Adaptation: (Re)Building Sensibly

11/05/2012 08:28 pm ET Updated Jan 05, 2013
The house made famous by the cast of MTVs Jersey Shore is empty two days after superstorm Sandy rolled through the coast, Wed
The house made famous by the cast of MTVs Jersey Shore is empty two days after superstorm Sandy rolled through the coast, Wednesday, Oct. 31, 2012, in Seaside Heights, N.J. Sandy, the storm that made landfall Monday, caused multiple fatalities, halted mass transit and cut power to more than 6 million homes and businesses. (AP Photo/Julio Cortez)

It is now time to look forward to healing in the aftermath of Sandy. We have a lot of questions to ask ourselves to ensure we aren't in a challenging place in the future.

1) Do we believe that a changing climate will continue to shower us with random natural disasters, especially along our coastlines?

2) If we believe that we will experience future events that might put us in harm's way, what should we do about it?

3) Should we rebuild areas that were destroyed in the storm? Or should we consider leaving them unbuilt? As a consideration, we need to evaluate land which is publicly versus privately owned. With public ownership, we may consider creating open spaces filled with nature, which can serve as a resilient buffer to many weather-related hazards. With private ownership, do we need to enact new building standards akin to quake-proofing? Whatever the case, my hope is that community leaders with many different perspectives sit down and develop a sensible plan, rather than just rebuilding exactly as things were, without thought.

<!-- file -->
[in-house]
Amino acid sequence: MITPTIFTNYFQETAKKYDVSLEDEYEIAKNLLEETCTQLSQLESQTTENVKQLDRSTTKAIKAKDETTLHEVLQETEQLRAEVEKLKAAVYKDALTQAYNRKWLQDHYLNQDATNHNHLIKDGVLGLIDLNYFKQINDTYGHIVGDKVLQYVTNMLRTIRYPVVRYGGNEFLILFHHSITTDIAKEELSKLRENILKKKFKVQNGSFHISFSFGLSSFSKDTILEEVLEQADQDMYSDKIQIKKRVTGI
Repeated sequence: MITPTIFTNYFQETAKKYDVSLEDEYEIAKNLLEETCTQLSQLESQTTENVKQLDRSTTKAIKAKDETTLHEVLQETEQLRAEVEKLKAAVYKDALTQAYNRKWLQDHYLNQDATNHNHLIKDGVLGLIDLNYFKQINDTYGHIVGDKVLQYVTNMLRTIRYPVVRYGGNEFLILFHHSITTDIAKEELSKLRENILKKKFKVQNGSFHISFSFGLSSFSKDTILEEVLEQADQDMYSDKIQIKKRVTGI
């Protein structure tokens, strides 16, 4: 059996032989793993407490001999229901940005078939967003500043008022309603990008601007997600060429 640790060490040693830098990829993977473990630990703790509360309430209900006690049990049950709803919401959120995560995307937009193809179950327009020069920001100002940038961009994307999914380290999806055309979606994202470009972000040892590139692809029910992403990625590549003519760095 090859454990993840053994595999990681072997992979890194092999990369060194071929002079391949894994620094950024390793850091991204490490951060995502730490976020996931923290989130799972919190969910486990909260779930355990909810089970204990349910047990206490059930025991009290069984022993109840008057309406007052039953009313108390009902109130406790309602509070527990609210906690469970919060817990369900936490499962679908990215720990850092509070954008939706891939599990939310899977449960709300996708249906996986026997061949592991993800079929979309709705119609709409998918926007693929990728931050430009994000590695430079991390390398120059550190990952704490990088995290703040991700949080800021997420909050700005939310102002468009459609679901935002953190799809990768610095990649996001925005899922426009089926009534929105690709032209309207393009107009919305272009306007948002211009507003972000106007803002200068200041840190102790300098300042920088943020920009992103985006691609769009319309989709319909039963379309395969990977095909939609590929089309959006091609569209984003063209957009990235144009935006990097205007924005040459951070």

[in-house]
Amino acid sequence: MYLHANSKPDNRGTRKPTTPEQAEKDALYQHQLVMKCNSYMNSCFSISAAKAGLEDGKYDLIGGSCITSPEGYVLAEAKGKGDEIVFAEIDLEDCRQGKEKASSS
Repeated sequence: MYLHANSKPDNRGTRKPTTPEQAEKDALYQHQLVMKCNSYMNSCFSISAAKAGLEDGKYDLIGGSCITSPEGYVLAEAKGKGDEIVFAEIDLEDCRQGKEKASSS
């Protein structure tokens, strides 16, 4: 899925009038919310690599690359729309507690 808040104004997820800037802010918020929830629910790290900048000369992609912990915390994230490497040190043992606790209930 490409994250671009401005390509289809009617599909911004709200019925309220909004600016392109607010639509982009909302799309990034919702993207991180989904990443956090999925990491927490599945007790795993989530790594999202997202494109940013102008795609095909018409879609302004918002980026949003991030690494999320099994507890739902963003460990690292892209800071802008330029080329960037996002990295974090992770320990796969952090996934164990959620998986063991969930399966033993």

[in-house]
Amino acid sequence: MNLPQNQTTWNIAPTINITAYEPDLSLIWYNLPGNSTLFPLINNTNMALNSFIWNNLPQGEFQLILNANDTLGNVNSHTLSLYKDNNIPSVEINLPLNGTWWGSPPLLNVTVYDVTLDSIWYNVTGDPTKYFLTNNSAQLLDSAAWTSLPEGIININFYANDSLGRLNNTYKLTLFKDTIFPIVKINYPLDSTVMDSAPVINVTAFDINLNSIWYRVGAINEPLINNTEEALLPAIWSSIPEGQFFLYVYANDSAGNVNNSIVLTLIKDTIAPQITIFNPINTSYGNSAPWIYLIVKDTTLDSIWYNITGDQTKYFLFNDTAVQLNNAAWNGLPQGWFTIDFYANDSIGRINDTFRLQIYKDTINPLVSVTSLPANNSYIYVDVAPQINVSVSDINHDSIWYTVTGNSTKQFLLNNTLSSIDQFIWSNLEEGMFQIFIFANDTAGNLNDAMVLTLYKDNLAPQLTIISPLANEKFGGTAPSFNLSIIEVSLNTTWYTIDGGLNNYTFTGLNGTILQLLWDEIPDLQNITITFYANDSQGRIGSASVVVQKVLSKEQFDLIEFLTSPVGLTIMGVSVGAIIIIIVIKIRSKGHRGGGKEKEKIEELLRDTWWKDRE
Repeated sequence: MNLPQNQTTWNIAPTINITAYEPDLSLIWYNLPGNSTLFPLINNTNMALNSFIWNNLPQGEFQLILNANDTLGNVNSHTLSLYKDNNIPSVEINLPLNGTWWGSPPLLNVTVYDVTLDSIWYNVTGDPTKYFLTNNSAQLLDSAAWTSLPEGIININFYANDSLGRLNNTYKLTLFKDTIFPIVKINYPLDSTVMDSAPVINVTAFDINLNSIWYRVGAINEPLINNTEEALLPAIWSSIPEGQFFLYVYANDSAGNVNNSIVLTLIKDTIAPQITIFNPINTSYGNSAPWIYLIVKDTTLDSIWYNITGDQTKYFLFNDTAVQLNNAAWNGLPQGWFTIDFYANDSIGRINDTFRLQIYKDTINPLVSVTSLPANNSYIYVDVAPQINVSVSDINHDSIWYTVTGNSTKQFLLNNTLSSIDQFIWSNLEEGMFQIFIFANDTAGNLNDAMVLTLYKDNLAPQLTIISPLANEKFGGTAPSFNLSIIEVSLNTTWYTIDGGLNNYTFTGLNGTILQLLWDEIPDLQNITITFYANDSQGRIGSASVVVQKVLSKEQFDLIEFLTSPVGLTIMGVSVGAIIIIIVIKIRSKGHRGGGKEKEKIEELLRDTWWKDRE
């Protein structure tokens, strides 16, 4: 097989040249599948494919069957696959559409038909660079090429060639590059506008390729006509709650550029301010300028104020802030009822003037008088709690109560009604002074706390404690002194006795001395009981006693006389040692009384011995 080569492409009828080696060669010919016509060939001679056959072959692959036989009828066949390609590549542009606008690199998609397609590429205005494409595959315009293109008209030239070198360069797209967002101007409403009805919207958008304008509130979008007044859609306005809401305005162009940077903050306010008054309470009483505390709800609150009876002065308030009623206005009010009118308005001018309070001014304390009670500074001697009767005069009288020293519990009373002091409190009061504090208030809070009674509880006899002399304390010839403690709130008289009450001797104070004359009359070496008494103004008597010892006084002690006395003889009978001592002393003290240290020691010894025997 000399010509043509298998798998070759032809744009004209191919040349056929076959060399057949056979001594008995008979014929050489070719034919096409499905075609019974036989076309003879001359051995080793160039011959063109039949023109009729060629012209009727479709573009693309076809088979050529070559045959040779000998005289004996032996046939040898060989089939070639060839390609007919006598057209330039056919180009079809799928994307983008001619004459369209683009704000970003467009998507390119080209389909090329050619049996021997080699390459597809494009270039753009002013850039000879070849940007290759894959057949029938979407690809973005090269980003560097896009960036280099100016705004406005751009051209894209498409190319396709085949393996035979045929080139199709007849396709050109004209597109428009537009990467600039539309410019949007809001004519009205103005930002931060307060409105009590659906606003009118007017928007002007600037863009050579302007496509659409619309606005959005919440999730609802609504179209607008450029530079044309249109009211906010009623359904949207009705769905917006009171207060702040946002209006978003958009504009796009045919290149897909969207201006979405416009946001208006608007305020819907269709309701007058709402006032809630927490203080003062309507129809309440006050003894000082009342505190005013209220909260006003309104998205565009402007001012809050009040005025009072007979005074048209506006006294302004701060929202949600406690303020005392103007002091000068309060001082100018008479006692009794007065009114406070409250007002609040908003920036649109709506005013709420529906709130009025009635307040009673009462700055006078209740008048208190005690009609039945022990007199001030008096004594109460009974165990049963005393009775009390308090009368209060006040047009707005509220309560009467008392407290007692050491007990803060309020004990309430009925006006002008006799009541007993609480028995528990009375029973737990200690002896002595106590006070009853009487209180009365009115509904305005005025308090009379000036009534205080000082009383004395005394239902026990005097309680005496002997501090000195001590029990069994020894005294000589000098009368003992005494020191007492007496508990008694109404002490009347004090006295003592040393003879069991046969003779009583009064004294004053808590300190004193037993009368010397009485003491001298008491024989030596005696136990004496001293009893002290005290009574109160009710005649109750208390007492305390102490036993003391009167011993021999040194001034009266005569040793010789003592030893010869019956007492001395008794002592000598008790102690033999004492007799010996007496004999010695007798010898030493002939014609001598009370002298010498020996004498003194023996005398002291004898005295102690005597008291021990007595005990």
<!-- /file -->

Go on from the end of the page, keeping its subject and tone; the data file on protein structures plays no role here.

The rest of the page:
Sandy actually gives us a chance to rebuild a lot of infrastructure in a sensible way. We know a lot more today than we did when houses, apartment buildings, roads and mass-transit systems were built 100 years ago. Let's take all of that knowledge and swiftly, yet thoroughly, incorporate it into executable plans which will work for the long term.